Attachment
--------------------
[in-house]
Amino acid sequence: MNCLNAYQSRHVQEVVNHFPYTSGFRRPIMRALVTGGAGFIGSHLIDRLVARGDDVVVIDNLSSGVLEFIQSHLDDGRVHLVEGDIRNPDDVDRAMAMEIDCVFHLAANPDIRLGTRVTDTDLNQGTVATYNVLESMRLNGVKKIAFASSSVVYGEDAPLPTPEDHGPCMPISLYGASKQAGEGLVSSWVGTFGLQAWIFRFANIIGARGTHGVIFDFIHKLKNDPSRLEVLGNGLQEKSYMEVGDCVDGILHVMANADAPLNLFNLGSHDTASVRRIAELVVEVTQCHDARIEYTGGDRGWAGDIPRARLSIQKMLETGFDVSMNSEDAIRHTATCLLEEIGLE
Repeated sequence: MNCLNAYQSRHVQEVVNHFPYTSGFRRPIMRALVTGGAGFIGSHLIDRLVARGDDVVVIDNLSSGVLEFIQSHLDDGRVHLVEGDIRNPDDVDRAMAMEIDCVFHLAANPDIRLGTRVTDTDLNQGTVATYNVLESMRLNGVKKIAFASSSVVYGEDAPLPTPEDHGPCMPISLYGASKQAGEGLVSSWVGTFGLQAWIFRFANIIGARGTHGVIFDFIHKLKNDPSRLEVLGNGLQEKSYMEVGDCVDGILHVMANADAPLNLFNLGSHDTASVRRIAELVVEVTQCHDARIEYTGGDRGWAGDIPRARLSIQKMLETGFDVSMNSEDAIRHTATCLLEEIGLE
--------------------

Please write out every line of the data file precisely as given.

[in-house]
Amino acid sequence: MNCLNAYQSRHVQEVVNHFPYTSGFRRPIMRALVTGGAGFIGSHLIDRLVARGDDVVVIDNLSSGVLEFIQSHLDDGRVHLVEGDIRNPDDVDRAMAMEIDCVFHLAANPDIRLGTRVTDTDLNQGTVATYNVLESMRLNGVKKIAFASSSVVYGEDAPLPTPEDHGPCMPISLYGASKQAGEGLVSSWVGTFGLQAWIFRFANIIGARGTHGVIFDFIHKLKNDPSRLEVLGNGLQEKSYMEVGDCVDGILHVMANADAPLNLFNLGSHDTASVRRIAELVVEVTQCHDARIEYTGGDRGWAGDIPRARLSIQKMLETGFDVSMNSEDAIRHTATCLLEEIGLE
Repeated sequence: MNCLNAYQSRHVQEVVNHFPYTSGFRRPIMRALVTGGAGFIGSHLIDRLVARGDDVVVIDNLSSGVLEFIQSHLDDGRVHLVEGDIRNPDDVDRAMAMEIDCVFHLAANPDIRLGTRVTDTDLNQGTVATYNVLESMRLNGVKKIAFASSSVVYGEDAPLPTPEDHGPCMPISLYGASKQAGEGLVSSWVGTFGLQAWIFRFANIIGARGTHGVIFDFIHKLKNDPSRLEVLGNGLQEKSYMEVGDCVDGILHVMANADAPLNLFNLGSHDTASVRRIAELVVEVTQCHDARIEYTGGDRGWAGDIPRARLSIQKMLETGFDVSMNSEDAIRHTATCLLEEIGLE